• Immune
    • *Idiopathic
    • *Juvenile idiopathic arthritis (JIA)
    • Behçet’s disease
    • Blau syndrome
    • Cogan syndrome
    • Inflammatory bowel disease
    • Multiple sclerosis
    • *Pars Planitis
    • Sarcoidosis
    • Sympathetic opthalmia
    • Tubulointerstitial nephritis-uveitis (TINU) syndrome
    • Vogt-Koyanagi-Harada syndrome
  • Infectious
    • *Viral
      • Cytomegalovirus
      • Epstein Barr virus
      • Herpes simplex virus
      • Rubella
      • Varicella
    • Parasitic
      • *Toxoplasma
      • Ascaris
      • Toxocara
    • Bacteria
      • Tuberculosis
      • Bartonella
      • Borrelia burgdorferi
      • Treponema pallidum
  • Mimicks Uveitis
    • Leukemia
    • Retinoblastoma

* In a study of 527 patients in the US, the most common cause for anterior uveitis was JIA, intermediate uveitis was par planitis and posterior uveitis was toxoplasmosis.

Questions for Further Discussion
1. What is the role of a pediatrician with an uveitis patient?
2. Besides opthalmology, what other specialties may have a role in the care of an uveitis patient?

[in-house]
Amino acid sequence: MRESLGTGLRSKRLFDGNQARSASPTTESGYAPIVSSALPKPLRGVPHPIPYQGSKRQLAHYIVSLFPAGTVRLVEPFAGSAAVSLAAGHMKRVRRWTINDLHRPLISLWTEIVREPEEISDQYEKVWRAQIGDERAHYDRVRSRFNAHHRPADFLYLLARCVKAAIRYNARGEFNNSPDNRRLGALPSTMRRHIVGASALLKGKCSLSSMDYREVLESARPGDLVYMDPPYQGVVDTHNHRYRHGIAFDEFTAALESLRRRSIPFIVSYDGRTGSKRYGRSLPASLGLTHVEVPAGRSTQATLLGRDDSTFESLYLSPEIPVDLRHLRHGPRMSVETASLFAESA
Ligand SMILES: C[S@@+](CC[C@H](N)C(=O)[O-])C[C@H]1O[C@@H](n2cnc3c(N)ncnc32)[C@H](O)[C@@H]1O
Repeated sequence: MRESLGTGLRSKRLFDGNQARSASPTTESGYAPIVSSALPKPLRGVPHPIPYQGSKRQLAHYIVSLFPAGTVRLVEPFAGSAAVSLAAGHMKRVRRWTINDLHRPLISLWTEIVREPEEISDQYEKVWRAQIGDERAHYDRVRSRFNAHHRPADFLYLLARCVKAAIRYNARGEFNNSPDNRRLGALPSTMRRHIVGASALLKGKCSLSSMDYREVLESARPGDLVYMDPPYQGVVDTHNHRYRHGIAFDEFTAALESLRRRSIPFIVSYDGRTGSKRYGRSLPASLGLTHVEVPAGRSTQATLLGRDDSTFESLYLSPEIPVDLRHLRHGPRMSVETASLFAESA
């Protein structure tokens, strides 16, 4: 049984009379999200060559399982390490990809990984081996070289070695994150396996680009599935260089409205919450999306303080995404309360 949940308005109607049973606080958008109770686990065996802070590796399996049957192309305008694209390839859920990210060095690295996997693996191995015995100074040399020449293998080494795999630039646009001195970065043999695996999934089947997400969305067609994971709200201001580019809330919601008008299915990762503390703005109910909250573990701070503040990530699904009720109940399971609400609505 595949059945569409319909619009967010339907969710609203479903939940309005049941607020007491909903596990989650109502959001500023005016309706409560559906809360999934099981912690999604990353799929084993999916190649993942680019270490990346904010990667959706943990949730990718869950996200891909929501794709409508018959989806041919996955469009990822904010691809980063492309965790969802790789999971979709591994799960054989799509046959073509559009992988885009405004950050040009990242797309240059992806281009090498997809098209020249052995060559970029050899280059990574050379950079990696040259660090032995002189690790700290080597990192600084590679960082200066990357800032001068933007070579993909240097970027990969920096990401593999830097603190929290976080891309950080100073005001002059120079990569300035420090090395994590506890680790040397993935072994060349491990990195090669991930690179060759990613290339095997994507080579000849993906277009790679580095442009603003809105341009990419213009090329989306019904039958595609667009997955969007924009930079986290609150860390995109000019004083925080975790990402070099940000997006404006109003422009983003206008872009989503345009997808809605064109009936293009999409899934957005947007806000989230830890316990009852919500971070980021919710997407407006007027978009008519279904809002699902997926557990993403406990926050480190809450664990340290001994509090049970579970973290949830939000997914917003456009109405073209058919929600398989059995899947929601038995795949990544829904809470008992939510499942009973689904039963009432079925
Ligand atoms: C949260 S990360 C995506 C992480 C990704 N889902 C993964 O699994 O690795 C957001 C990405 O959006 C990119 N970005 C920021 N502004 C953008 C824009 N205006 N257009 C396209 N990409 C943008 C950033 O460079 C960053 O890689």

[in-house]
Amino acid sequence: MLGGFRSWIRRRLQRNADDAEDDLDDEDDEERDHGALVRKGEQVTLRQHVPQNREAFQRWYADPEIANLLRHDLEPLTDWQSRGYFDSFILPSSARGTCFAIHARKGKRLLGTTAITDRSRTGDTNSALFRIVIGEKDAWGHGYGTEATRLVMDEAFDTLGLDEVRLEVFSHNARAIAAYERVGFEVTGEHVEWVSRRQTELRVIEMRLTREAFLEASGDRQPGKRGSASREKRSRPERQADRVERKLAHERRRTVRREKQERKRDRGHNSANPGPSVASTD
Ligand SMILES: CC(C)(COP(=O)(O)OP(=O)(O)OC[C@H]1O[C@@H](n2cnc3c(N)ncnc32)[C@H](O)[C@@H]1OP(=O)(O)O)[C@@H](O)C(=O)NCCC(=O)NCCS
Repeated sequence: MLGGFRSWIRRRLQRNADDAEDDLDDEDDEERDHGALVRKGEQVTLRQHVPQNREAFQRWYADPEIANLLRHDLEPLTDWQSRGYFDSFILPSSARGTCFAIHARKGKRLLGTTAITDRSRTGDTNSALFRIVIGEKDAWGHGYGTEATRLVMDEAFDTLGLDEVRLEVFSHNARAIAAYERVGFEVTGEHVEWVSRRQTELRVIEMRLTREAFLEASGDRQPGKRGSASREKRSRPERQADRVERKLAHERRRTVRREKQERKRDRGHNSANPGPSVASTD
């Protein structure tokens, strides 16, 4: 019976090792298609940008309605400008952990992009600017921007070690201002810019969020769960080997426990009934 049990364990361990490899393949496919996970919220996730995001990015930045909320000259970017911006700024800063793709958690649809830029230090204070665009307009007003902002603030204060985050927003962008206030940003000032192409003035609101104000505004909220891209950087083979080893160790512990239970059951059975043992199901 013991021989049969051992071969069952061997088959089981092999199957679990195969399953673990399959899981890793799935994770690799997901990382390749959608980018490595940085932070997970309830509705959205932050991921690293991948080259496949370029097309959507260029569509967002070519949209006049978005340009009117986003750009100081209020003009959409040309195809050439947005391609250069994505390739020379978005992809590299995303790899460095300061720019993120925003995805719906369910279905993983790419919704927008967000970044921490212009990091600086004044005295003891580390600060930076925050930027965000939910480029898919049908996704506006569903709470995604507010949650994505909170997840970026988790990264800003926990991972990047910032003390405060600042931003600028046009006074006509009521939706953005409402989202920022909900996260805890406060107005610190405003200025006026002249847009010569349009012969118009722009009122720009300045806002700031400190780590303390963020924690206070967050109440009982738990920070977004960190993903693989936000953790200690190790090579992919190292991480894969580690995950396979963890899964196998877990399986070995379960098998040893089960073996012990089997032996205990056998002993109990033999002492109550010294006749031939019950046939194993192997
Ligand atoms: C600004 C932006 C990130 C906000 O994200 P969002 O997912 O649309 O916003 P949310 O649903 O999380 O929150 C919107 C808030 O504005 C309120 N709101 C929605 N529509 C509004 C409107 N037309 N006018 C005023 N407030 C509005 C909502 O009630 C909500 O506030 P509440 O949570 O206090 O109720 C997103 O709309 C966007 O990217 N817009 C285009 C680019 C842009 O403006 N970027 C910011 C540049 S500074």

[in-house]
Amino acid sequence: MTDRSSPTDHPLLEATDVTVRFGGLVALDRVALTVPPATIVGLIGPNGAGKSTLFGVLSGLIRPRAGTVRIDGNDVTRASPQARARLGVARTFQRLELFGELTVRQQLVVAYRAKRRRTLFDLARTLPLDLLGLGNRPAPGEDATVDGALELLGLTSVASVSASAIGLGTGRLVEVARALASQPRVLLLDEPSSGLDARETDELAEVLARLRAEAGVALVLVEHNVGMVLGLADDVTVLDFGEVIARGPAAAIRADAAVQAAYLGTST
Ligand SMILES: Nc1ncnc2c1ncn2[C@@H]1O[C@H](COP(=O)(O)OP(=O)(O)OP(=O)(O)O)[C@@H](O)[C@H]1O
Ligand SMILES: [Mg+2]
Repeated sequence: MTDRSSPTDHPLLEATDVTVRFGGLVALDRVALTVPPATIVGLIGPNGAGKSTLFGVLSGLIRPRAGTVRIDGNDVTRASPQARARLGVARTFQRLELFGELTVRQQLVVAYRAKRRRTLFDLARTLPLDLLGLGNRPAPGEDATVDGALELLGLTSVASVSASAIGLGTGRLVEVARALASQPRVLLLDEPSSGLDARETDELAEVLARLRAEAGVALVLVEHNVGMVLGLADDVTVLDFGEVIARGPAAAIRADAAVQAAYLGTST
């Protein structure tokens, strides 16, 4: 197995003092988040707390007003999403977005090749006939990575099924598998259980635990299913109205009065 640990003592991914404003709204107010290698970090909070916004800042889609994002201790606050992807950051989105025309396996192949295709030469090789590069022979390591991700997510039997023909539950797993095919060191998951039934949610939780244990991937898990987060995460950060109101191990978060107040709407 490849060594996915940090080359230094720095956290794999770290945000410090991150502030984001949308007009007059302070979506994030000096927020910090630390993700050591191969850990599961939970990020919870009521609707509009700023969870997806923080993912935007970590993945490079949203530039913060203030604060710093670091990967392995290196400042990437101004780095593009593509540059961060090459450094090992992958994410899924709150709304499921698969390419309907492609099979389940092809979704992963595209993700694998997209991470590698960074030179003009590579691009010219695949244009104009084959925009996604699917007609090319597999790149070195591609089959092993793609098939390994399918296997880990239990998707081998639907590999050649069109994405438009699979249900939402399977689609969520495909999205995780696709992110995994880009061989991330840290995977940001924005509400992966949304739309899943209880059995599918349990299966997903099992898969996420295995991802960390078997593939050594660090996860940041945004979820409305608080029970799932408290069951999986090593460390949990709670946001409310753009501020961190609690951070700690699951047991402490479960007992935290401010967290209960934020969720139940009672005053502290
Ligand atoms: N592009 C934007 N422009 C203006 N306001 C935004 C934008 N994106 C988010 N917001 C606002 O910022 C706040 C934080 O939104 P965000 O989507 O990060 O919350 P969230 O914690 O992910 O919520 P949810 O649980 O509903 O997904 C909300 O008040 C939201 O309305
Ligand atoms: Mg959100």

Related Cases

To Learn More
To view pediatric review articles on this topic from the past year check PubMed.

Evidence-based medicine information on this topic can be found at SearchingPediatrics.com, the National Guideline Clearinghouse and the Cochrane Database of Systematic Reviews.

Information prescriptions for patients can be found at MedlinePlus for this topic: Eye Diseases.

To view current news articles on this topic check Google News.

To view images related to this topic check Google Images.

To view videos related to this topic check YouTube Videos.

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Ozdal PC, Berker N, Tugal-Tutkun I. Pars Planitis: Epidemiology, Clinical Characteristics, Management and Visual Prognosis. J Ophthalmic Vis Res. 2015 Oct-Dec;10(4):469-80.

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Dajee KP, Rossen JL, Bratton ML, Whitson JT, He YG. A 10-year review of pediatric uveitis at a Hispanic-dominated tertiary pediatric ophthalmic clinic. Clin Ophthalmol. 2016 Aug 22;10:1607-12.

Shoughy SS, Kozak I, Tabbara KF. Associations of Systemic Diseases with Intermediate Uveitis. Ophthalmic Epidemiol. 2016;23(1):27-31.

Donna M. D’Alessandro, MD
Professor of Pediatrics, University of Iowa Children’s Hospital